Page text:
The Carrington Event: September 1st, 1859

In fact, it was this same time of year back in 1859 when a super solar storm – now known as the “Carrington Event” – took place during another weak solar cycle (#10). The event has been named for the British astronomer, Richard Carrington, as he observed from his own private observatory the largest solar flare which caused a major coronal mass ejection (CME) to travel directly toward Earth.

NASA’s SDO Sees New Kind of Magnetic Explosion on Sun

from NASA Dec. 17, 2019 NASA’s Solar Dynamics Observatory has observed a magnetic explosion the likes of which have never been seen before. In the scorching upper reaches of the Sun’s atmosphere, a prominence — a large loop of material launched by an eruption on the solar surface — started falling back to the surface…

Three solar storms headed for Earth

NOAA forecasters say there is a 55% to 60% chance of geomagnetic storms on May 15th and 16th when a series of coronal mass ejections (CMEs) could hit Earth’s magnetic field. Storm levels are expected to range between category G1 and G2. This means auroras could be sighted in northern-tier US states such as Montana,…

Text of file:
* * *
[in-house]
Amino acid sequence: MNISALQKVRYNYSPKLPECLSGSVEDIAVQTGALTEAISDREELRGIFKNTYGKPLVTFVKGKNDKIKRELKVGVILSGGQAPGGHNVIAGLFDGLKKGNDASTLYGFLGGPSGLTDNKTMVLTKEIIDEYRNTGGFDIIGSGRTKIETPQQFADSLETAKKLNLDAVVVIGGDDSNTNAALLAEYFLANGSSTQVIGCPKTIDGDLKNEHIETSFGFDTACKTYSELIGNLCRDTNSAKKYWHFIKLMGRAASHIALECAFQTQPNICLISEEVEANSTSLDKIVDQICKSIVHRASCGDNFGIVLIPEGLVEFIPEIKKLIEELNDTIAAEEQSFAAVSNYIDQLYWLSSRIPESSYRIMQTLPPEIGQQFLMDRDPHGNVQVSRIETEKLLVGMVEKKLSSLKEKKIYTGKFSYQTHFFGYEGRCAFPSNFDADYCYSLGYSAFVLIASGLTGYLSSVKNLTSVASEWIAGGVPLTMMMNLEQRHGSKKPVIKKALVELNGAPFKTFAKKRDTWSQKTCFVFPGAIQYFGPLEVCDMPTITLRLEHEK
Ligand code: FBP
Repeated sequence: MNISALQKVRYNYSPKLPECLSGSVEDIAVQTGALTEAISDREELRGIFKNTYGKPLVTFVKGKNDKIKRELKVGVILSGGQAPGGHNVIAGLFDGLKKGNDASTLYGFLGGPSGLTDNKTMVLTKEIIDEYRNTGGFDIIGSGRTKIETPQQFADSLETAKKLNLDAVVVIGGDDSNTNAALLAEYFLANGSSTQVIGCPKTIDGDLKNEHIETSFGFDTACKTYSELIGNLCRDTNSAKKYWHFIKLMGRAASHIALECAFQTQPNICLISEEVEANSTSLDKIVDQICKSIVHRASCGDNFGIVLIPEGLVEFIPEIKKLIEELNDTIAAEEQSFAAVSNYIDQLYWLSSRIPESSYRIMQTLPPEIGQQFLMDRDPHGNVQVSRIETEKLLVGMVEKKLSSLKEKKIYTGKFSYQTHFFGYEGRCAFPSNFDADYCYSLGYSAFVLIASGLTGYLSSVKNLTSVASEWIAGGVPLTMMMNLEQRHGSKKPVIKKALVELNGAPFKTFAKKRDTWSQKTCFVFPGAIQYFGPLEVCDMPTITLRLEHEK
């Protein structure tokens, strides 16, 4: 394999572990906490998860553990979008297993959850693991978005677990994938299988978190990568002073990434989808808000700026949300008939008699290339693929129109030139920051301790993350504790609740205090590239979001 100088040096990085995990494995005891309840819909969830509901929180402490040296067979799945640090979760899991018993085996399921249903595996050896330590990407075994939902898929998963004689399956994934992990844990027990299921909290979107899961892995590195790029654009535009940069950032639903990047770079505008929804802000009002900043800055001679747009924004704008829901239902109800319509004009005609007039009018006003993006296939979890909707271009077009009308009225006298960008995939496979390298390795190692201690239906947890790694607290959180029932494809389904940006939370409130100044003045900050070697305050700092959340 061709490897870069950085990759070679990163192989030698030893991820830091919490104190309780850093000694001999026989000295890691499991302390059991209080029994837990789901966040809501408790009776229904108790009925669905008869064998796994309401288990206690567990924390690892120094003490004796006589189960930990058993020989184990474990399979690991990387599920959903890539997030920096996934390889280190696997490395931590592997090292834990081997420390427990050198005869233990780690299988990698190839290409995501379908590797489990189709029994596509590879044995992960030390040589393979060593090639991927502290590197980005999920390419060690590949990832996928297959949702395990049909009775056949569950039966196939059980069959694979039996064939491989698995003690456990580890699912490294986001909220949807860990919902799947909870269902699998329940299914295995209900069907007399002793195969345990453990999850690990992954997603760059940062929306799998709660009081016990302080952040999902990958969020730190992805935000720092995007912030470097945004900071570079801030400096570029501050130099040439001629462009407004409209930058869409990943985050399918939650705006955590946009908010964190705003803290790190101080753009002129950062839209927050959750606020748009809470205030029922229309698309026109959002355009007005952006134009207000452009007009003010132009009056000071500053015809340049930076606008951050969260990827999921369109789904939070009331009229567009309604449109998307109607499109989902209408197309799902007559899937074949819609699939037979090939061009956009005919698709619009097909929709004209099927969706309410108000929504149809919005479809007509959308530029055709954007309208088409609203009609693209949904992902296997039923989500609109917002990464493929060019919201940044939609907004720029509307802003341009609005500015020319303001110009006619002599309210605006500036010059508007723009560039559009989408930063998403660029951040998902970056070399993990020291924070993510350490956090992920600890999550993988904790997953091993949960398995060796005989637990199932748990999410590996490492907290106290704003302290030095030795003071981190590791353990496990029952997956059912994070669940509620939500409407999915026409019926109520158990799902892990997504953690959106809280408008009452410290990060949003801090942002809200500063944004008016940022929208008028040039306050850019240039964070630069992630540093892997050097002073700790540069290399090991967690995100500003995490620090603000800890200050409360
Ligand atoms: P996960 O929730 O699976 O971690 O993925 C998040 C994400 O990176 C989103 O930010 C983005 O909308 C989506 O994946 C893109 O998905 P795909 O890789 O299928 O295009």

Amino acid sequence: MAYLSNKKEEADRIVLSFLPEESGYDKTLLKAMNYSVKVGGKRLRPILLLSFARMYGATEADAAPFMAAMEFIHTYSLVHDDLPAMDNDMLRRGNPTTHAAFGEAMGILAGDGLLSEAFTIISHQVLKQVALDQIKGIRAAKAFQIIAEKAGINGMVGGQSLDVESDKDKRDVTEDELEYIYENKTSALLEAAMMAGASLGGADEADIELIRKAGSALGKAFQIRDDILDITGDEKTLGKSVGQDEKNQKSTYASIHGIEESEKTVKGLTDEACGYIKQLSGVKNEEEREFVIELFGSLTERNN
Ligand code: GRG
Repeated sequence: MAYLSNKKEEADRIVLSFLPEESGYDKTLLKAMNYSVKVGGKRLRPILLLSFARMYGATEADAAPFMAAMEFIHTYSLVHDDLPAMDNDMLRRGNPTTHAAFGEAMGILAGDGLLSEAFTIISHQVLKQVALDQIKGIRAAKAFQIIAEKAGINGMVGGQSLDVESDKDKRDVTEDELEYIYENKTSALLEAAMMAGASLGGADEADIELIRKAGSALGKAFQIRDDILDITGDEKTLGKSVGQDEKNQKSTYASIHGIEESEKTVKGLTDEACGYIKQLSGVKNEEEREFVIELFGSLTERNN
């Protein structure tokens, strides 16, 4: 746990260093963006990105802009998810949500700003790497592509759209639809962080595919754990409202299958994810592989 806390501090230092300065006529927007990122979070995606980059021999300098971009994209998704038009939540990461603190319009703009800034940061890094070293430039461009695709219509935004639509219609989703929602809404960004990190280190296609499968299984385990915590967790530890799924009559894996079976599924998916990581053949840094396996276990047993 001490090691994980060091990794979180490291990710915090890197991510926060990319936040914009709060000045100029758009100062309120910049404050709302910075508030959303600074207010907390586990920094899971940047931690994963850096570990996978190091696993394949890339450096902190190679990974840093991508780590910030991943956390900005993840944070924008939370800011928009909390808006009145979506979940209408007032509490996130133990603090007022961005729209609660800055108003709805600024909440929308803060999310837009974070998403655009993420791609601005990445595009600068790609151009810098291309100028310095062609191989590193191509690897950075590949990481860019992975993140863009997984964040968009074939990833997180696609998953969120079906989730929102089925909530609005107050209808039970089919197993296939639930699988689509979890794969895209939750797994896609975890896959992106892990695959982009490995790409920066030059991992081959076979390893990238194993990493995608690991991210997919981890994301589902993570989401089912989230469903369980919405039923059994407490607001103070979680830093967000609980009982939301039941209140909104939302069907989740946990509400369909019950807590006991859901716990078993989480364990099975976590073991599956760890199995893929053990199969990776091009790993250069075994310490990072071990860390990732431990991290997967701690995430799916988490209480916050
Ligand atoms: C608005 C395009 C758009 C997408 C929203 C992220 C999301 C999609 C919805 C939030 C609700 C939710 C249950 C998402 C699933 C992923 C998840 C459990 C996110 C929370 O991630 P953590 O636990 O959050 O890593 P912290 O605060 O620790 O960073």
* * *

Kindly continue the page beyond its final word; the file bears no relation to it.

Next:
Huge new sunspot may hurl flares towards Earth

Sunspot AR2736, which hurled a Coronal Mass Ejection toward Earth yesterday, is growing larger and crackling with C-class solar flares. The active region now sprawls across more than 100,000 km of the solar disk and contains multiple dark cores as large as Earth, making it one of the biggest sunspots in recent years. Two days…

Declassified report shows solar flares detonated mines

By Jonathan Griffin A strong solar storm in 1972 caused widespread disturbances to satellites and spacecraft, and may have led to the detonation of mines during the Vietnam War, according to new research showing the event may have been a more devastating solar storm than previously thought. In a new study in Space Weather, a journal of the…